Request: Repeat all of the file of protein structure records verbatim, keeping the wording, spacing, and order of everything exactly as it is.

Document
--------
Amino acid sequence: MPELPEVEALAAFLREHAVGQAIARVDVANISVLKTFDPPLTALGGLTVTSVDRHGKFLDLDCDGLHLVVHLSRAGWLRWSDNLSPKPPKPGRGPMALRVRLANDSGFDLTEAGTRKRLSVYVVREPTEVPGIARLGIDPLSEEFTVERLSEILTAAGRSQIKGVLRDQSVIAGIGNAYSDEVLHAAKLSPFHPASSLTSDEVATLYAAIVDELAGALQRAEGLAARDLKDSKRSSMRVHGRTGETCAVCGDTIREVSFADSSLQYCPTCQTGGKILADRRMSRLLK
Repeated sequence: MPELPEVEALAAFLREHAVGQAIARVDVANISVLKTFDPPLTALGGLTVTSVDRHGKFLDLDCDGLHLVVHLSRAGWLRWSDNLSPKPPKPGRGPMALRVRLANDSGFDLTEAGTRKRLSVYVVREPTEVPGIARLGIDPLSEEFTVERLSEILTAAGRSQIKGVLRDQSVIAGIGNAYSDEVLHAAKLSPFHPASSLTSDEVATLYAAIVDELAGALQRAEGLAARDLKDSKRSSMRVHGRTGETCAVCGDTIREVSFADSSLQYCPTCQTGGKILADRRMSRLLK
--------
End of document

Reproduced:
Amino acid sequence: MPELPEVEALAAFLREHAVGQAIARVDVANISVLKTFDPPLTALGGLTVTSVDRHGKFLDLDCDGLHLVVHLSRAGWLRWSDNLSPKPPKPGRGPMALRVRLANDSGFDLTEAGTRKRLSVYVVREPTEVPGIARLGIDPLSEEFTVERLSEILTAAGRSQIKGVLRDQSVIAGIGNAYSDEVLHAAKLSPFHPASSLTSDEVATLYAAIVDELAGALQRAEGLAARDLKDSKRSSMRVHGRTGETCAVCGDTIREVSFADSSLQYCPTCQTGGKILADRRMSRLLK
Repeated sequence: MPELPEVEALAAFLREHAVGQAIARVDVANISVLKTFDPPLTALGGLTVTSVDRHGKFLDLDCDGLHLVVHLSRAGWLRWSDNLSPKPPKPGRGPMALRVRLANDSGFDLTEAGTRKRLSVYVVREPTEVPGIARLGIDPLSEEFTVERLSEILTAAGRSQIKGVLRDQSVIAGIGNAYSDEVLHAAKLSPFHPASSLTSDEVATLYAAIVDELAGALQRAEGLAARDLKDSKRSSMRVHGRTGETCAVCGDTIREVSFADSSLQYCPTCQTGGKILADRRMSRLLK